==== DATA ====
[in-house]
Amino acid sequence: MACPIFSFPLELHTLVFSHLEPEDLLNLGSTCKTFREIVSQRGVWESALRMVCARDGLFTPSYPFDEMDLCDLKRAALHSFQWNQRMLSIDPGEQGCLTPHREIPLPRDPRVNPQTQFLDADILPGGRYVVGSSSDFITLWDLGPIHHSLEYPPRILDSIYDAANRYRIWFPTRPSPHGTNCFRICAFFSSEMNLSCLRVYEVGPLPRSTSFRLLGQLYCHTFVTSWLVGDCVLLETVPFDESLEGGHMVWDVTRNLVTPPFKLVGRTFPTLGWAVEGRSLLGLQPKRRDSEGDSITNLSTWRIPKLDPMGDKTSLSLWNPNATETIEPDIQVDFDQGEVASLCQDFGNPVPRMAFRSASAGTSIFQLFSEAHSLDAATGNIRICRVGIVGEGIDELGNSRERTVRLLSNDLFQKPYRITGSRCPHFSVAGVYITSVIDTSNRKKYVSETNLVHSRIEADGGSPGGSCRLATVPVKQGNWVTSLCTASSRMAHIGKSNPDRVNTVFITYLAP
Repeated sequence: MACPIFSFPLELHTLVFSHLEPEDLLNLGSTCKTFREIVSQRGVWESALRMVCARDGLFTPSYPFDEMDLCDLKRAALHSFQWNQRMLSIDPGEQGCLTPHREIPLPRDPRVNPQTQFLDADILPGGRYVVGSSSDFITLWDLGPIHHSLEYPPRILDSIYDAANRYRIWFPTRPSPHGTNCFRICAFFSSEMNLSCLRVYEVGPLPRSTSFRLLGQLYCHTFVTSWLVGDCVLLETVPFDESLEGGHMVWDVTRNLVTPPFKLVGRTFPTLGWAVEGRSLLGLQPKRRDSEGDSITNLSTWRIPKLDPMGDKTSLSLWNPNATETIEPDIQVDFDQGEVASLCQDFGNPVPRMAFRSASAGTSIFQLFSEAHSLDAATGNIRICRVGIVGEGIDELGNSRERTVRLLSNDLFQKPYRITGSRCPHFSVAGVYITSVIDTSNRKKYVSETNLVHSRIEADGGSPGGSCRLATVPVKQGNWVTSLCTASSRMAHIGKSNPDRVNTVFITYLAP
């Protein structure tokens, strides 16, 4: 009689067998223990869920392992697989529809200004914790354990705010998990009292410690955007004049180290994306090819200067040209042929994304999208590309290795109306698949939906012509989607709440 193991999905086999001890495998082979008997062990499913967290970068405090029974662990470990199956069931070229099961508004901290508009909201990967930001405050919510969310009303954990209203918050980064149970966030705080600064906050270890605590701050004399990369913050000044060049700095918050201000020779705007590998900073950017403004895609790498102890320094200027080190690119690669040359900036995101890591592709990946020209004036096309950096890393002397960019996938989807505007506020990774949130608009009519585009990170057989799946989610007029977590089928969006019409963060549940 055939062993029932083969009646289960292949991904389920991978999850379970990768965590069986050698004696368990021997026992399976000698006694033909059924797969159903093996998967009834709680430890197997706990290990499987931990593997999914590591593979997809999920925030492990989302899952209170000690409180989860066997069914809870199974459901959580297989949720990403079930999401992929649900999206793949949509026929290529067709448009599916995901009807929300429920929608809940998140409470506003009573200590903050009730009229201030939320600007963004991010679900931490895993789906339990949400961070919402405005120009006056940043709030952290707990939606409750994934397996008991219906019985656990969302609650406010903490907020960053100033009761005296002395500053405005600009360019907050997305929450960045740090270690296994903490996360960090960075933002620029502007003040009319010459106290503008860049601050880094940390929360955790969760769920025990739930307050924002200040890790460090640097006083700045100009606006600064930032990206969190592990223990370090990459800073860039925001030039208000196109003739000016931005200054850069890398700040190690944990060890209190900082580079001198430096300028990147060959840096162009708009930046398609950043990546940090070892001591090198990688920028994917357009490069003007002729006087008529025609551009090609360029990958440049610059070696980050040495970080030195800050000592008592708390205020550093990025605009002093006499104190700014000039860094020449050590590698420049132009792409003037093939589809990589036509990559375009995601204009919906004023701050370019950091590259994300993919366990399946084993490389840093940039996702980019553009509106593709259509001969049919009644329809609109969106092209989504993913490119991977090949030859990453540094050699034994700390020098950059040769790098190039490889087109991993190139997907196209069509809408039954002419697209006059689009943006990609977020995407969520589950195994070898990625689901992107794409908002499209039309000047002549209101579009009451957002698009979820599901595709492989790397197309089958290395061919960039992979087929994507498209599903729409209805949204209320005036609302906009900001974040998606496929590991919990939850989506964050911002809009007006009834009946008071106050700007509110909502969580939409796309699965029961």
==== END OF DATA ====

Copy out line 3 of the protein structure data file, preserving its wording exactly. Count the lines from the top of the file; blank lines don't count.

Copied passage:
Repeated sequence: MACPIFSFPLELHTLVFSHLEPEDLLNLGSTCKTFREIVSQRGVWESALRMVCARDGLFTPSYPFDEMDLCDLKRAALHSFQWNQRMLSIDPGEQGCLTPHREIPLPRDPRVNPQTQFLDADILPGGRYVVGSSSDFITLWDLGPIHHSLEYPPRILDSIYDAANRYRIWFPTRPSPHGTNCFRICAFFSSEMNLSCLRVYEVGPLPRSTSFRLLGQLYCHTFVTSWLVGDCVLLETVPFDESLEGGHMVWDVTRNLVTPPFKLVGRTFPTLGWAVEGRSLLGLQPKRRDSEGDSITNLSTWRIPKLDPMGDKTSLSLWNPNATETIEPDIQVDFDQGEVASLCQDFGNPVPRMAFRSASAGTSIFQLFSEAHSLDAATGNIRICRVGIVGEGIDELGNSRERTVRLLSNDLFQKPYRITGSRCPHFSVAGVYITSVIDTSNRKKYVSETNLVHSRIEADGGSPGGSCRLATVPVKQGNWVTSLCTASSRMAHIGKSNPDRVNTVFITYLAP